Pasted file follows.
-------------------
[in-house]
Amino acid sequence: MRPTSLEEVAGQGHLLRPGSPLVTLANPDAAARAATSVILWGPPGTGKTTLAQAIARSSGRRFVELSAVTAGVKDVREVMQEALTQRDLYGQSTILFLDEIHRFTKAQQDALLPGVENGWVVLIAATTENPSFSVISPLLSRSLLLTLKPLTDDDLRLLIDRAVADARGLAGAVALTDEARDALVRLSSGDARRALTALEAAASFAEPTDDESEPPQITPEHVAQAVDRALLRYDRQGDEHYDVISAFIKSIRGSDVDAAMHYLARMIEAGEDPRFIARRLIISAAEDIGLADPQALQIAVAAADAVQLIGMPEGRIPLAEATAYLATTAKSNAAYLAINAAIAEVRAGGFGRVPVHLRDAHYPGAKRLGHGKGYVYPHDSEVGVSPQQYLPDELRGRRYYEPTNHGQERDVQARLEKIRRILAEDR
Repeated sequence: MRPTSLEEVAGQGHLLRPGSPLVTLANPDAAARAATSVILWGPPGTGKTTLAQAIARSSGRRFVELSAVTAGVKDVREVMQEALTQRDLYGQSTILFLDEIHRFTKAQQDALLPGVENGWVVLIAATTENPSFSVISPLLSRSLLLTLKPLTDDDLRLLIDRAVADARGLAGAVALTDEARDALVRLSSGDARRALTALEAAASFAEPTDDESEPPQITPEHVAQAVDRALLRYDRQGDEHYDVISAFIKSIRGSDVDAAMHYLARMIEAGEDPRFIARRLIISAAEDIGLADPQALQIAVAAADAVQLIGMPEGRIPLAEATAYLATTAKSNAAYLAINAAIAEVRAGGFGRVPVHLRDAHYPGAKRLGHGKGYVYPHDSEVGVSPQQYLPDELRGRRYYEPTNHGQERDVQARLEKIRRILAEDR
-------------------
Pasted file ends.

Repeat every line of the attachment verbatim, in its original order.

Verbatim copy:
[in-house]
Amino acid sequence: MRPTSLEEVAGQGHLLRPGSPLVTLANPDAAARAATSVILWGPPGTGKTTLAQAIARSSGRRFVELSAVTAGVKDVREVMQEALTQRDLYGQSTILFLDEIHRFTKAQQDALLPGVENGWVVLIAATTENPSFSVISPLLSRSLLLTLKPLTDDDLRLLIDRAVADARGLAGAVALTDEARDALVRLSSGDARRALTALEAAASFAEPTDDESEPPQITPEHVAQAVDRALLRYDRQGDEHYDVISAFIKSIRGSDVDAAMHYLARMIEAGEDPRFIARRLIISAAEDIGLADPQALQIAVAAADAVQLIGMPEGRIPLAEATAYLATTAKSNAAYLAINAAIAEVRAGGFGRVPVHLRDAHYPGAKRLGHGKGYVYPHDSEVGVSPQQYLPDELRGRRYYEPTNHGQERDVQARLEKIRRILAEDR
Repeated sequence: MRPTSLEEVAGQGHLLRPGSPLVTLANPDAAARAATSVILWGPPGTGKTTLAQAIARSSGRRFVELSAVTAGVKDVREVMQEALTQRDLYGQSTILFLDEIHRFTKAQQDALLPGVENGWVVLIAATTENPSFSVISPLLSRSLLLTLKPLTDDDLRLLIDRAVADARGLAGAVALTDEARDALVRLSSGDARRALTALEAAASFAEPTDDESEPPQITPEHVAQAVDRALLRYDRQGDEHYDVISAFIKSIRGSDVDAAMHYLARMIEAGEDPRFIARRLIISAAEDIGLADPQALQIAVAAADAVQLIGMPEGRIPLAEATAYLATTAKSNAAYLAINAAIAEVRAGGFGRVPVHLRDAHYPGAKRLGHGKGYVYPHDSEVGVSPQQYLPDELRGRRYYEPTNHGQERDVQARLEKIRRILAEDR